Congratulations to the winner of the short story competion, 2016
The Bag Lady
When we arrived in the main street we spotted the bag lady's bicycle leaning against a low wall. We knew that’s where the school would be. We knew there was trouble but she was nowhere to be seen. I marvelled, not for the first time, at the great distance this sad old lady seemed to be able to travel. She never rode it, she pushed it everywhere. It was a man’s bike with bags balanced over the cross bar I doubt she could even ride it but she always seemed to be there. As if she was patrolling her patch. It was early in the morning and the little town hadn’t fully woken up yet. Most of its inhabitants were contentedly unaware of the horror about to greet them after their meagre breakfast.
The sarge barked "Kit up !" We grabbed our individual equipment and then "Right brace yourselves, lads. Imagine in your heads what you're going to see…… then multiply it by 100. I don't want anyone spewing up, or ending up on a Help for Heroes program. It's not going to be pretty….it's another beheading "
“Hence the bag lady” I muttered to nobody, below the drumming of the troop carrier’s engine. We called her the bag lady to hide and trivialize her real role. She carried body bags and was paid to retrieve body parts from bomb explosions, stray missiles, rocket attacks etc etc etc. Just civilians. We looked after our own, but it was obviously women’s work to collect Afghan’s fragmented dead.
I was the first out of the back of the Vector. Even with my shades, the bleaching sunlight squinted my eyes. I immediately took my position for covering fire to protect the emerging seven others in our squad. There were surprisingly few out on the streets. But they would come as soon as they knew there wasn't going to be a firefight. "Clear" I bellowed and move on to point.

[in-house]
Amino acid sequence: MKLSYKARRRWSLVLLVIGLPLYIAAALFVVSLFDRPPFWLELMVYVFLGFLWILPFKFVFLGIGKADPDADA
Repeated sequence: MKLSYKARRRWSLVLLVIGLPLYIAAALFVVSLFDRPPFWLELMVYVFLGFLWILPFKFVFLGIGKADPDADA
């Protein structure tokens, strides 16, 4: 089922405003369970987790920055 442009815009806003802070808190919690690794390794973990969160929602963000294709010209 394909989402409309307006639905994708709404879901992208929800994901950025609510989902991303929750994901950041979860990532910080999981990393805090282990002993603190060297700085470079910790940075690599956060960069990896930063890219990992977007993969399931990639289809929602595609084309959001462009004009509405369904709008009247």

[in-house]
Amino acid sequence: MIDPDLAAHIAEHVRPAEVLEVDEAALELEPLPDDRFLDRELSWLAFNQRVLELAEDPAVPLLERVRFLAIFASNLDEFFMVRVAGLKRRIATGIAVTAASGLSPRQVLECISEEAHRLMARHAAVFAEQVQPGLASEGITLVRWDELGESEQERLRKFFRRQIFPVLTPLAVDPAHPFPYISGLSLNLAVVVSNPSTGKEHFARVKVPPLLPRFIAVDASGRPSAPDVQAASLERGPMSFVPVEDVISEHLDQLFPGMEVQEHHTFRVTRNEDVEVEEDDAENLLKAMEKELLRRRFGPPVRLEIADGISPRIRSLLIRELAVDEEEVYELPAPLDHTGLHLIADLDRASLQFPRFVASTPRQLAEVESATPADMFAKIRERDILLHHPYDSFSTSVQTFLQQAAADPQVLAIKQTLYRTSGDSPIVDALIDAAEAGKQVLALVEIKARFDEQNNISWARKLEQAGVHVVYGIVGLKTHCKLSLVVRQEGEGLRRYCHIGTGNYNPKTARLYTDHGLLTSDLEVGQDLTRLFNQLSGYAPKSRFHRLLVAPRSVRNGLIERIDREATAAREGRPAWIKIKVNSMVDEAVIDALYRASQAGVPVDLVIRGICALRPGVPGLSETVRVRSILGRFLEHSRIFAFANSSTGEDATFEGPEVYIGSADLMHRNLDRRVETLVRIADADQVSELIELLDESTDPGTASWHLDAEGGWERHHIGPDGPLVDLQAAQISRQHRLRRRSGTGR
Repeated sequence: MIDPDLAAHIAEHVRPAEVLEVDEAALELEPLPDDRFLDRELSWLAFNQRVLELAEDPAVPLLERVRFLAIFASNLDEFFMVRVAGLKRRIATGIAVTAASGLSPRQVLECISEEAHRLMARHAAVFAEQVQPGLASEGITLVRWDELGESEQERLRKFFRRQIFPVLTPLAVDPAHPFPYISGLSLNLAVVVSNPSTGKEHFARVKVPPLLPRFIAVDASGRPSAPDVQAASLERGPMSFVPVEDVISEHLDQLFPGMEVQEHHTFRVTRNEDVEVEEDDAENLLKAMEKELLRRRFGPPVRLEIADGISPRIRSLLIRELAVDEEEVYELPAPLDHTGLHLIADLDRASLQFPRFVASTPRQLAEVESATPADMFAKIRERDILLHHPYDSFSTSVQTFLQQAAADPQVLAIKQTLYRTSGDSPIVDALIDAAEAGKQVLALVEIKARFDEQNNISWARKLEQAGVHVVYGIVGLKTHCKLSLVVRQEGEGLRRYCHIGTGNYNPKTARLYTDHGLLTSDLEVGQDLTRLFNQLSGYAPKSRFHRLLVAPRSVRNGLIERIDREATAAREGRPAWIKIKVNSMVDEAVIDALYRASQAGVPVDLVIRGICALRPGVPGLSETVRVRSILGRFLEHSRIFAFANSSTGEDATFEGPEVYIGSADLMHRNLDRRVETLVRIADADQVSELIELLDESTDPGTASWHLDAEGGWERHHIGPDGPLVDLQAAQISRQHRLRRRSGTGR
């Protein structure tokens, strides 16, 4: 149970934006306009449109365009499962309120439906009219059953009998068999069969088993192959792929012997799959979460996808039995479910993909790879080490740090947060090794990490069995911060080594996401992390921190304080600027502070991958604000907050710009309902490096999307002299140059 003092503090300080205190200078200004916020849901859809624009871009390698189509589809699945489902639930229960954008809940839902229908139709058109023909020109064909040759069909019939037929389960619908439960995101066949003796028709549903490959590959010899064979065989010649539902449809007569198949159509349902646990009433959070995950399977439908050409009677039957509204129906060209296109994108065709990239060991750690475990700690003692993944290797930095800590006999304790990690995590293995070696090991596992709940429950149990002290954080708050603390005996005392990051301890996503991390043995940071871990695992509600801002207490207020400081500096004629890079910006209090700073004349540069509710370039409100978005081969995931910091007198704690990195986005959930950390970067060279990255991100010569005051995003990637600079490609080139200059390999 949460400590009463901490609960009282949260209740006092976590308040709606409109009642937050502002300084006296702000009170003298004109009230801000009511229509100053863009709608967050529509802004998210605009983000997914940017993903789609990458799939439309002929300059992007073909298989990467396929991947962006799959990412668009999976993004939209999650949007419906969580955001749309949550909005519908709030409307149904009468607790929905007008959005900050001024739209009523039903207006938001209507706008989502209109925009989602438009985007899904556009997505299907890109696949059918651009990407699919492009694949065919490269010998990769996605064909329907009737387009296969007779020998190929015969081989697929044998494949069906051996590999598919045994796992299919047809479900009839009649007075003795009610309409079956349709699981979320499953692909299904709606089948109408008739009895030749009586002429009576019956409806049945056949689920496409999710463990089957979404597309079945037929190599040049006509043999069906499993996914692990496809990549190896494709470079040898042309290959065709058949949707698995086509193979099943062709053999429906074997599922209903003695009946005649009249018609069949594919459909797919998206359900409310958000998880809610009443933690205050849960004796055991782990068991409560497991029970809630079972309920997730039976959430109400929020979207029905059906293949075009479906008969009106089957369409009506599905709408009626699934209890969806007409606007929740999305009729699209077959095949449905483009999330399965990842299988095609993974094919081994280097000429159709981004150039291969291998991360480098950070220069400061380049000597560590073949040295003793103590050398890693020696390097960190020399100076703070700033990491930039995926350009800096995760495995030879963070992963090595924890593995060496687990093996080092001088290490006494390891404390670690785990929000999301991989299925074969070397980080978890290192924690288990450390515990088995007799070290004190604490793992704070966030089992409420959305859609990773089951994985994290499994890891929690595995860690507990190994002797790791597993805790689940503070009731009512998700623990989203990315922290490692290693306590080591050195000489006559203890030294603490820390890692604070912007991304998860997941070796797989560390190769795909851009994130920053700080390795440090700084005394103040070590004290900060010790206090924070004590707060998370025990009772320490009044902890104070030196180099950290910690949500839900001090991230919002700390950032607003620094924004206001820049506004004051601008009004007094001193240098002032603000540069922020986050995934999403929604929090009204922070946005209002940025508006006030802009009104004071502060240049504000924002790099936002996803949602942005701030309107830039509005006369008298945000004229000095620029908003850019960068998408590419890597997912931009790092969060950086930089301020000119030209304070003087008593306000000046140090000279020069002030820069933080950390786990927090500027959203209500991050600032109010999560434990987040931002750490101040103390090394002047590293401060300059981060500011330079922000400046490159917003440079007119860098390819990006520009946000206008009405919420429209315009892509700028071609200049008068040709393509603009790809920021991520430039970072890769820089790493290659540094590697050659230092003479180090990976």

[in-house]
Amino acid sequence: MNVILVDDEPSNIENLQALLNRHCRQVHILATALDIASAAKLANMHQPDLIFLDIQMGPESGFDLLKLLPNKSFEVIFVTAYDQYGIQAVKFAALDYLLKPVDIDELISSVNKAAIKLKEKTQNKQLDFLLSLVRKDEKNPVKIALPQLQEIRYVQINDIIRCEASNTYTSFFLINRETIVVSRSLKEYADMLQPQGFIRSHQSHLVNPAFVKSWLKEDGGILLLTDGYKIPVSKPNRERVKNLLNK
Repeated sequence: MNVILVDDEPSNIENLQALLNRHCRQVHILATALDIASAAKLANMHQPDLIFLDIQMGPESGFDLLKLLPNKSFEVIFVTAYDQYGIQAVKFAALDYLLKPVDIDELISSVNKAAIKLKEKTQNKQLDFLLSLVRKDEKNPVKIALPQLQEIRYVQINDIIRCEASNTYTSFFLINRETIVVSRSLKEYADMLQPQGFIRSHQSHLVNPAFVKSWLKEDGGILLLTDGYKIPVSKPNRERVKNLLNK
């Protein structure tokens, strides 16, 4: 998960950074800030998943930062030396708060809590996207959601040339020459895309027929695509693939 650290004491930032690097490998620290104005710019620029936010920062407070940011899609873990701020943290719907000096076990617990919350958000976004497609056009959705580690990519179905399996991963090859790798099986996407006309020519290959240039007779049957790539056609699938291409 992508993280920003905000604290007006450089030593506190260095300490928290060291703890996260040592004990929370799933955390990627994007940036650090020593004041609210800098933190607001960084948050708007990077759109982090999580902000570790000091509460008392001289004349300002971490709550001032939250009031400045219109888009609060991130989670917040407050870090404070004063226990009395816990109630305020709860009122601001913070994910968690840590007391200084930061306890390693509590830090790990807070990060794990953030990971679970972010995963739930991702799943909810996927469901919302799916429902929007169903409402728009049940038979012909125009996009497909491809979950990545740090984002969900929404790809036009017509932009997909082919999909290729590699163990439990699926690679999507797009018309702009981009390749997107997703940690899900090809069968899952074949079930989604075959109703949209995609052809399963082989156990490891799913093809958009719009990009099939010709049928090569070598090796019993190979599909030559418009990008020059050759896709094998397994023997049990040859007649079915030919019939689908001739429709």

It's unlikely any middle-aged person hasn't heard the death cry. That primeval wail uttered at the death of a loved one, the eerie lament of the banshee. I heard it that morning I was just 20 and I’ve heard it every day since. As I peered over the low wall I saw and heard the school teacher, Johnny Kalif, trying to hold the head of a young child onto its body. Insanely trying to repair the damage that had been wrought by his God-fearing fellow countrymen.
The bag lady rocked backwards and forwards on her knees by his side crying and praying. She was giving him space to grieve and, with a wave of her out stretched arm, kept the police at bay before they had to wrench Johnny away from his son. His ‘pop up’ school if you like was on our patch. I’d met him a few days earlier on a ‘show of strength’ visit in support of his efforts. We were all highly trained. It’s remarkable what ‘never look twice’ things the mind can blank out in necessity. We continued to secure the area. We'd seen many videos and photos of the horrors of wars, but multiplying by 100 times wasn't enough. Not when it's you in the moment and it's your eyes the distraught are looking into.
I was on auto-pilot. On ‘look out’ but not seeing anything other than the blood-drenched Pieta behind the school wall. We held our position in silent anticipation for about twenty minutes while the police and the bag lady did their bit. Then the sarge’s shout startled us with an "All clear.”
By then, people had gingerly started to enter the sunlit street. Our Vector started up with a woof of smoke and a heat shimmer from its engine compartment. The day was about to start again for the silent patient line of ramshackle lorries, by reopening the road. The sarge quickly then frantically waved it shut down again. He'd spotted something. I tensed lifting my rifle to firing position. Then I too saw them. The Taliban. Several of them sitting outside the front of the café, right across the street from the school, as if waiting for it to open. About six of them in all seated at the brightly coloured tables except for one, the leader, who stood leaning with a hand raised above his head against its veranda pillar.